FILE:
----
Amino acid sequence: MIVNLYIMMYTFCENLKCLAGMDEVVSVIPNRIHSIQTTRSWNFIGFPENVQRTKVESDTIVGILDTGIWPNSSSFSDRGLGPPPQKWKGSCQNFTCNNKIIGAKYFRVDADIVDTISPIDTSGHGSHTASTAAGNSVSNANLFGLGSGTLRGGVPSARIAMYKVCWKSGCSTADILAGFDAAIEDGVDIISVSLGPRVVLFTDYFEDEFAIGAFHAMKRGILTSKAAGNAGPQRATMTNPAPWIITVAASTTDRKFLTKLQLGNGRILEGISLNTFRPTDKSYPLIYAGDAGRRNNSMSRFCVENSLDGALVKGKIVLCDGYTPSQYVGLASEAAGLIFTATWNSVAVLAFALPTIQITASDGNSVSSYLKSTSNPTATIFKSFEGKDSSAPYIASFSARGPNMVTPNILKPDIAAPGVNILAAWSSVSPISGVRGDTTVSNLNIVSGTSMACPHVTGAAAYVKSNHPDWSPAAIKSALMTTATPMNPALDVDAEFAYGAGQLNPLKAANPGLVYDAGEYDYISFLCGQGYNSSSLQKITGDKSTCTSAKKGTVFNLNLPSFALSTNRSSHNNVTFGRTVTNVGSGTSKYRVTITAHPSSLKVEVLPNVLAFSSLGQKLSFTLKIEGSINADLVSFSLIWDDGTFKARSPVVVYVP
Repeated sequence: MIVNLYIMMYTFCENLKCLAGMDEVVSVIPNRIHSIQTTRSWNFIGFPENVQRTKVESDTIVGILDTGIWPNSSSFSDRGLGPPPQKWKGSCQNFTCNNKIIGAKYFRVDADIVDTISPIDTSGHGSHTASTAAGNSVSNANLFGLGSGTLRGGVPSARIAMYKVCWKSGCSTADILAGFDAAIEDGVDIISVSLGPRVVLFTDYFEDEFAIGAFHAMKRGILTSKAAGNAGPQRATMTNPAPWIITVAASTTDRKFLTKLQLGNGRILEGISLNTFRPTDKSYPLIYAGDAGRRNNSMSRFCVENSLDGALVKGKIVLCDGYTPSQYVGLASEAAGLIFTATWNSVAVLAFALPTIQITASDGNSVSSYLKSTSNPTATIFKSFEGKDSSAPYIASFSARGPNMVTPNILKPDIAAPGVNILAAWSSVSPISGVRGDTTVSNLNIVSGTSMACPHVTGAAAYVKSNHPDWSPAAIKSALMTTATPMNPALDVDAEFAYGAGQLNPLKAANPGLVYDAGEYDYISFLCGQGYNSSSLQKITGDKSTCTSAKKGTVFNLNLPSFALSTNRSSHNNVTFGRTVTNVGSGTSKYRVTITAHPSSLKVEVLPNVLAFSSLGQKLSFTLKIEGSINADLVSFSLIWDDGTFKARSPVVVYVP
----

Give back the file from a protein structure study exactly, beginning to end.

Amino acid sequence: MIVNLYIMMYTFCENLKCLAGMDEVVSVIPNRIHSIQTTRSWNFIGFPENVQRTKVESDTIVGILDTGIWPNSSSFSDRGLGPPPQKWKGSCQNFTCNNKIIGAKYFRVDADIVDTISPIDTSGHGSHTASTAAGNSVSNANLFGLGSGTLRGGVPSARIAMYKVCWKSGCSTADILAGFDAAIEDGVDIISVSLGPRVVLFTDYFEDEFAIGAFHAMKRGILTSKAAGNAGPQRATMTNPAPWIITVAASTTDRKFLTKLQLGNGRILEGISLNTFRPTDKSYPLIYAGDAGRRNNSMSRFCVENSLDGALVKGKIVLCDGYTPSQYVGLASEAAGLIFTATWNSVAVLAFALPTIQITASDGNSVSSYLKSTSNPTATIFKSFEGKDSSAPYIASFSARGPNMVTPNILKPDIAAPGVNILAAWSSVSPISGVRGDTTVSNLNIVSGTSMACPHVTGAAAYVKSNHPDWSPAAIKSALMTTATPMNPALDVDAEFAYGAGQLNPLKAANPGLVYDAGEYDYISFLCGQGYNSSSLQKITGDKSTCTSAKKGTVFNLNLPSFALSTNRSSHNNVTFGRTVTNVGSGTSKYRVTITAHPSSLKVEVLPNVLAFSSLGQKLSFTLKIEGSINADLVSFSLIWDDGTFKARSPVVVYVP
Repeated sequence: MIVNLYIMMYTFCENLKCLAGMDEVVSVIPNRIHSIQTTRSWNFIGFPENVQRTKVESDTIVGILDTGIWPNSSSFSDRGLGPPPQKWKGSCQNFTCNNKIIGAKYFRVDADIVDTISPIDTSGHGSHTASTAAGNSVSNANLFGLGSGTLRGGVPSARIAMYKVCWKSGCSTADILAGFDAAIEDGVDIISVSLGPRVVLFTDYFEDEFAIGAFHAMKRGILTSKAAGNAGPQRATMTNPAPWIITVAASTTDRKFLTKLQLGNGRILEGISLNTFRPTDKSYPLIYAGDAGRRNNSMSRFCVENSLDGALVKGKIVLCDGYTPSQYVGLASEAAGLIFTATWNSVAVLAFALPTIQITASDGNSVSSYLKSTSNPTATIFKSFEGKDSSAPYIASFSARGPNMVTPNILKPDIAAPGVNILAAWSSVSPISGVRGDTTVSNLNIVSGTSMACPHVTGAAAYVKSNHPDWSPAAIKSALMTTATPMNPALDVDAEFAYGAGQLNPLKAANPGLVYDAGEYDYISFLCGQGYNSSSLQKITGDKSTCTSAKKGTVFNLNLPSFALSTNRSSHNNVTFGRTVTNVGSGTSKYRVTITAHPSSLKVEVLPNVLAFSSLGQKLSFTLKIEGSINADLVSFSLIWDDGTFKARSPVVVYVP